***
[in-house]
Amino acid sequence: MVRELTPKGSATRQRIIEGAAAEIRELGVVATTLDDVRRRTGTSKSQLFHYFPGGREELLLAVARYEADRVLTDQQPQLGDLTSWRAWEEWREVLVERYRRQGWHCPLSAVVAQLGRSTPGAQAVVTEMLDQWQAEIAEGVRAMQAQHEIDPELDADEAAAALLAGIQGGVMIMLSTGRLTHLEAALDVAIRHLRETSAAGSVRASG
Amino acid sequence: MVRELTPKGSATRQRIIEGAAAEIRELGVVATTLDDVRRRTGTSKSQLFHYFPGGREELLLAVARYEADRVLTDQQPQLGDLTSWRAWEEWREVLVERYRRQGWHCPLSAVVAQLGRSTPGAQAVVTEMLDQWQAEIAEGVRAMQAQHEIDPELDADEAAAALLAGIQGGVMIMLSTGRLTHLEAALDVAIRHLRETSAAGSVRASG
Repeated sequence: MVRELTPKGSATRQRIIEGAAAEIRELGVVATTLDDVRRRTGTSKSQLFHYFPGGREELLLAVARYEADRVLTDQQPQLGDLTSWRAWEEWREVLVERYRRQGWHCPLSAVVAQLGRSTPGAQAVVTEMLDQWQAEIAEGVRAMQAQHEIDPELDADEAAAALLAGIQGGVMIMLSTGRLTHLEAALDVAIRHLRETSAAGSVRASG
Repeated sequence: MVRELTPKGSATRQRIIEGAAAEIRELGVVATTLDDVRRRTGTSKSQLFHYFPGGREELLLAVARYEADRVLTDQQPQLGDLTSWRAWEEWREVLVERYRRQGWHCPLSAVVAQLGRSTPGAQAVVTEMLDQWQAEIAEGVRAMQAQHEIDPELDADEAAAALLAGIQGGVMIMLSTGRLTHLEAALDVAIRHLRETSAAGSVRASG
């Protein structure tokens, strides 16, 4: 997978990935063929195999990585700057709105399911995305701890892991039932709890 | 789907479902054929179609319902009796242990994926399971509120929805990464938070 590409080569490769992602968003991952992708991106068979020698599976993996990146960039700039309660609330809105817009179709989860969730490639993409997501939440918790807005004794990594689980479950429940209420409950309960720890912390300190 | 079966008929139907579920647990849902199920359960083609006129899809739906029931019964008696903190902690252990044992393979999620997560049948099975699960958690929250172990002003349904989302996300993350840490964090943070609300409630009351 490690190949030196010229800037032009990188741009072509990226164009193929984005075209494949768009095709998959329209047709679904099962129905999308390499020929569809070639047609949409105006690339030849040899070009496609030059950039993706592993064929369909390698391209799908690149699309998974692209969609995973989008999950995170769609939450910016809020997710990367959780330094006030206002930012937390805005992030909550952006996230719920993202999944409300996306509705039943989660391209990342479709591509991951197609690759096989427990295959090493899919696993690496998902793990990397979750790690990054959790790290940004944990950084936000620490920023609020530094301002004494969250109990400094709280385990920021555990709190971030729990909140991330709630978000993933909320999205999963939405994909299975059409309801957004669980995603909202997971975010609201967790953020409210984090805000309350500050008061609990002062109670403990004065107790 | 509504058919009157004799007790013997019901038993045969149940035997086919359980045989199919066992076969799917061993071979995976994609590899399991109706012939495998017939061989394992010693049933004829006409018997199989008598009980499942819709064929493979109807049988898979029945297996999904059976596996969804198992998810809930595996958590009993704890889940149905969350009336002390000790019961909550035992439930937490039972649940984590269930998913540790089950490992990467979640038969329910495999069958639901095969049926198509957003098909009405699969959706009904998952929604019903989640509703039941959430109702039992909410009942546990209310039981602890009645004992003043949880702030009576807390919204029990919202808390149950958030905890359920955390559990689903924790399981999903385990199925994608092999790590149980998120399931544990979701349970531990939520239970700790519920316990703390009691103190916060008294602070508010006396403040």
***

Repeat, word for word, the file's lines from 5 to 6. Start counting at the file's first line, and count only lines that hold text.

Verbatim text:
Repeated sequence: MVRELTPKGSATRQRIIEGAAAEIRELGVVATTLDDVRRRTGTSKSQLFHYFPGGREELLLAVARYEADRVLTDQQPQLGDLTSWRAWEEWREVLVERYRRQGWHCPLSAVVAQLGRSTPGAQAVVTEMLDQWQAEIAEGVRAMQAQHEIDPELDADEAAAALLAGIQGGVMIMLSTGRLTHLEAALDVAIRHLRETSAAGSVRASG
């Protein structure tokens, strides 16, 4: 997978990935063929195999990585700057709105399911995305701890892991039932709890 | 789907479902054929179609319902009796242990994926399971509120929805990464938070 590409080569490769992602968003991952992708991106068979020698599976993996990146960039700039309660609330809105817009179709989860969730490639993409997501939440918790807005004794990594689980479950429940209420409950309960720890912390300190 | 079966008929139907579920647990849902199920359960083609006129899809739906029931019964008696903190902690252990044992393979999620997560049948099975699960958690929250172990002003349904989302996300993350840490964090943070609300409630009351 490690190949030196010229800037032009990188741009072509990226164009193929984005075209494949768009095709998959329209047709679904099962129905999308390499020929569809070639047609949409105006690339030849040899070009496609030059950039993706592993064929369909390698391209799908690149699309998974692209969609995973989008999950995170769609939450910016809020997710990367959780330094006030206002930012937390805005992030909550952006996230719920993202999944409300996306509705039943989660391209990342479709591509991951197609690759096989427990295959090493899919696993690496998902793990990397979750790690990054959790790290940004944990950084936000620490920023609020530094301002004494969250109990400094709280385990920021555990709190971030729990909140991330709630978000993933909320999205999963939405994909299975059409309801957004669980995603909202997971975010609201967790953020409210984090805000309350500050008061609990002062109670403990004065107790 | 509504058919009157004799007790013997019901038993045969149940035997086919359980045989199919066992076969799917061993071979995976994609590899399991109706012939495998017939061989394992010693049933004829006409018997199989008598009980499942819709064929493979109807049988898979029945297996999904059976596996969804198992998810809930595996958590009993704890889940149905969350009336002390000790019961909550035992439930937490039972649940984590269930998913540790089950490992990467979640038969329910495999069958639901095969049926198509957003098909009405699969959706009904998952929604019903989640509703039941959430109702039992909410009942546990209310039981602890009645004992003043949880702030009576807390919204029990919202808390149950958030905890359920955390559990689903924790399981999903385990199925994608092999790590149980998120399931544990979701349970531990939520239970700790519920316990703390009691103190916060008294602070508010006396403040």